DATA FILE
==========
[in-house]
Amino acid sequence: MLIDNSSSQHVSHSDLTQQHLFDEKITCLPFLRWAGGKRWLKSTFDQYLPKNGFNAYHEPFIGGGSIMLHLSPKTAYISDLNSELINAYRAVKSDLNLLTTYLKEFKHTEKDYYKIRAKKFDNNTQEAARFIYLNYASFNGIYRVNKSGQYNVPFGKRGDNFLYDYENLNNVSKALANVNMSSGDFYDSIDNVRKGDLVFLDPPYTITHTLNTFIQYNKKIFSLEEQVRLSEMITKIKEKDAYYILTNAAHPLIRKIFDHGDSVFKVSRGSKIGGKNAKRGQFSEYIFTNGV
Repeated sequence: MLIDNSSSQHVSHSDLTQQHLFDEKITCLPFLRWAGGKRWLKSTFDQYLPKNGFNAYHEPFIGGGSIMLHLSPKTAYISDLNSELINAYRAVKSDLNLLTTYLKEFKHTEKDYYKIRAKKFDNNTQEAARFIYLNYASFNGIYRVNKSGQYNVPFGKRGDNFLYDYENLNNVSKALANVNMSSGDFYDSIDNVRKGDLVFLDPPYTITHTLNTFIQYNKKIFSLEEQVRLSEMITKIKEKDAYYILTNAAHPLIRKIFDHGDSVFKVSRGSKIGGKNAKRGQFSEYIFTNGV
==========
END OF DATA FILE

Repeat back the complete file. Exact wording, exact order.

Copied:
[in-house]
Amino acid sequence: MLIDNSSSQHVSHSDLTQQHLFDEKITCLPFLRWAGGKRWLKSTFDQYLPKNGFNAYHEPFIGGGSIMLHLSPKTAYISDLNSELINAYRAVKSDLNLLTTYLKEFKHTEKDYYKIRAKKFDNNTQEAARFIYLNYASFNGIYRVNKSGQYNVPFGKRGDNFLYDYENLNNVSKALANVNMSSGDFYDSIDNVRKGDLVFLDPPYTITHTLNTFIQYNKKIFSLEEQVRLSEMITKIKEKDAYYILTNAAHPLIRKIFDHGDSVFKVSRGSKIGGKNAKRGQFSEYIFTNGV
Repeated sequence: MLIDNSSSQHVSHSDLTQQHLFDEKITCLPFLRWAGGKRWLKSTFDQYLPKNGFNAYHEPFIGGGSIMLHLSPKTAYISDLNSELINAYRAVKSDLNLLTTYLKEFKHTEKDYYKIRAKKFDNNTQEAARFIYLNYASFNGIYRVNKSGQYNVPFGKRGDNFLYDYENLNNVSKALANVNMSSGDFYDSIDNVRKGDLVFLDPPYTITHTLNTFIQYNKKIFSLEEQVRLSEMITKIKEKDAYYILTNAAHPLIRKIFDHGDSVFKVSRGSKIGGKNAKRGQFSEYIFTNGV